Abstract: Consul General Ferguson and the Ethics of the Chinese Coolie Trade, 1850s-1890s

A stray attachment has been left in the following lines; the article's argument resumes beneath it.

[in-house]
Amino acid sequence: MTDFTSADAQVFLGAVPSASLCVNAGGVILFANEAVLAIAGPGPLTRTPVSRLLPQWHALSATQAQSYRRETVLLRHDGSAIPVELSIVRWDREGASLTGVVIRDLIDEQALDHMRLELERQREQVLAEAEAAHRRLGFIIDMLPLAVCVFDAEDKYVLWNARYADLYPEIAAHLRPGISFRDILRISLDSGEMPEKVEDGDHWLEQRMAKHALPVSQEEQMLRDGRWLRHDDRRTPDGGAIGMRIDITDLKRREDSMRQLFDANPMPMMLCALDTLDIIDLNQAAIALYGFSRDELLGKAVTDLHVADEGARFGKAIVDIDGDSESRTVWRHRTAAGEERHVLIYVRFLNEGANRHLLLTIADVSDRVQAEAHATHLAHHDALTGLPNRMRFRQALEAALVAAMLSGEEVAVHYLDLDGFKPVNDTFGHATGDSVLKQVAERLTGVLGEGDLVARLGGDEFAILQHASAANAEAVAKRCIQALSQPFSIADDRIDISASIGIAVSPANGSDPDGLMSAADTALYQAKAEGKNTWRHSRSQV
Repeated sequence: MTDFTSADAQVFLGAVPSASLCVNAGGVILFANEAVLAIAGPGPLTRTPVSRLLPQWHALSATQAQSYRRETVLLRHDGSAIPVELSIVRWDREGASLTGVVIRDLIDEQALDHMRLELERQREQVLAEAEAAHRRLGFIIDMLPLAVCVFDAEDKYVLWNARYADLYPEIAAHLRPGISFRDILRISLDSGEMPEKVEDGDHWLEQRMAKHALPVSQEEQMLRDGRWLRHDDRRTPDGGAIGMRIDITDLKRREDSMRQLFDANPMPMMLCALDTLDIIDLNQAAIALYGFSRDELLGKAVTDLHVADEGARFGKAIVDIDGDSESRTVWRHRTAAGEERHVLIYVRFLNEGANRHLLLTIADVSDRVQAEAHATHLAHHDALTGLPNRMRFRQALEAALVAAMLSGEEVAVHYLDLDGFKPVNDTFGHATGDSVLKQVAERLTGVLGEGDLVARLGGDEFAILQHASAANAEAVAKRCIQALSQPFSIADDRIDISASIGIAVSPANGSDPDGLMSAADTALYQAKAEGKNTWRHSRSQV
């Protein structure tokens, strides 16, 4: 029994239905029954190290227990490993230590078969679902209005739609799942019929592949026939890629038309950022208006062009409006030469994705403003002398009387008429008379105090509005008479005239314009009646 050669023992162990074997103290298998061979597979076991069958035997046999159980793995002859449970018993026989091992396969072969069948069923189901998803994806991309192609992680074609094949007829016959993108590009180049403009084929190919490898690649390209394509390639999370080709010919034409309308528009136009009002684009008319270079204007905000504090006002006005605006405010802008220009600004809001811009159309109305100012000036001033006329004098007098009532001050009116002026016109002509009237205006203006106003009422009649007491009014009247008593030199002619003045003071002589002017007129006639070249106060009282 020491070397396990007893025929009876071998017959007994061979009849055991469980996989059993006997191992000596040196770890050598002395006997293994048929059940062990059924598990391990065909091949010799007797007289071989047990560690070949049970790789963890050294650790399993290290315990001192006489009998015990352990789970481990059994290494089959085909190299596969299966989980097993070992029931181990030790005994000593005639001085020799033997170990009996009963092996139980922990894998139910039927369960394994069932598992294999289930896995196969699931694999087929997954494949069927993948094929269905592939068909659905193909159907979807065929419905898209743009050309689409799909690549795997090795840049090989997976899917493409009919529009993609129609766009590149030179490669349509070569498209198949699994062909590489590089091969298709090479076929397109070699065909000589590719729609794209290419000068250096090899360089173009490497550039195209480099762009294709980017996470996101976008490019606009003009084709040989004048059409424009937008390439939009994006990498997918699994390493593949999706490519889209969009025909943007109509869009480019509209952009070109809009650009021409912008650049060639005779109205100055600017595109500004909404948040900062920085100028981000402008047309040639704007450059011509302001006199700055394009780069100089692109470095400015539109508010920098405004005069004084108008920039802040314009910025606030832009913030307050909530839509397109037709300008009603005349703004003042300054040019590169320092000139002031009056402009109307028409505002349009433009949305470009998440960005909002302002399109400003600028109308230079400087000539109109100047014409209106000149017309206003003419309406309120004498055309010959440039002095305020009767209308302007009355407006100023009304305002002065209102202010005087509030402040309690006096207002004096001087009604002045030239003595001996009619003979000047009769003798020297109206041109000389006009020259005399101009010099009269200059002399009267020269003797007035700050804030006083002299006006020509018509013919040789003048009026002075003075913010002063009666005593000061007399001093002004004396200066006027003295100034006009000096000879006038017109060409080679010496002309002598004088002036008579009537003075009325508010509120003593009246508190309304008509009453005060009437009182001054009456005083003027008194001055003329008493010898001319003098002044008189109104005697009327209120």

The British Anti-Slavery Campaign led to a growing demand for contract laborers from India and China. This paper focuses on the Chinese coolies and attempts of the Dutch authorities to enable the free emigration of Chinese laborers to tobacco plantations and mines in the Dutch East Indies. These efforts were frustrated by Chinese authorities who at first outlawed the emigration of Chinese and next tried to regulate it. Chinese middlemen (known as coolie brokers) and their main partners, the British traders and shipping companies, also prevented the Dutch from establishing a direct migration of free Chinese laborers to Sumatra. The Dutch planters successfully lobbied their government to appoint a consul general to protect their interests in China. The selected consul, J. H. Ferguson, despised the coolie trade as a new kind of slavery. This led to confrontation between, on the one hand, the planters and the Dutch government and on the other hand, Ferguson. Using mainly archival sources from the Dutch National Archive in The Hague, I will argue, in contrast to other authors, that Ferguson did not oppose the coolie trade as such, but only the (many) negative features of the trade. Ferguson wanted to modernize and civilize the coolie trade; he pleaded for active government involvement in the trade.